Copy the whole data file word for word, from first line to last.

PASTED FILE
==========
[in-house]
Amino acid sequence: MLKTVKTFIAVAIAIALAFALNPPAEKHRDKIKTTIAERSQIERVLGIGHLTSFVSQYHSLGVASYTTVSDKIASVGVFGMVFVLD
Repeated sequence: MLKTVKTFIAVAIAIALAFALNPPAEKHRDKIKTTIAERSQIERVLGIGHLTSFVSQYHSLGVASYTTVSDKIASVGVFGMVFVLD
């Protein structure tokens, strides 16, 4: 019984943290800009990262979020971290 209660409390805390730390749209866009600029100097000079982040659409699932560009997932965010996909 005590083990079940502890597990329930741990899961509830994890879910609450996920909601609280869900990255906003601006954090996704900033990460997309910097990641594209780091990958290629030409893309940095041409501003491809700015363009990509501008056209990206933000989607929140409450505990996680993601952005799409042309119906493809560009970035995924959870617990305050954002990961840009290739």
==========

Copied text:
[in-house]
Amino acid sequence: MLKTVKTFIAVAIAIALAFALNPPAEKHRDKIKTTIAERSQIERVLGIGHLTSFVSQYHSLGVASYTTVSDKIASVGVFGMVFVLD
Repeated sequence: MLKTVKTFIAVAIAIALAFALNPPAEKHRDKIKTTIAERSQIERVLGIGHLTSFVSQYHSLGVASYTTVSDKIASVGVFGMVFVLD
């Protein structure tokens, strides 16, 4: 019984943290800009990262979020971290 209660409390805390730390749209866009600029100097000079982040659409699932560009997932965010996909 005590083990079940502890597990329930741990899961509830994890879910609450996920909601609280869900990255906003601006954090996704900033990460997309910097990641594209780091990958290629030409893309940095041409501003491809700015363009990509501008056209990206933000989607929140409450505990996680993601952005799409042309119906493809560009970035995924959870617990305050954002990961840009290739």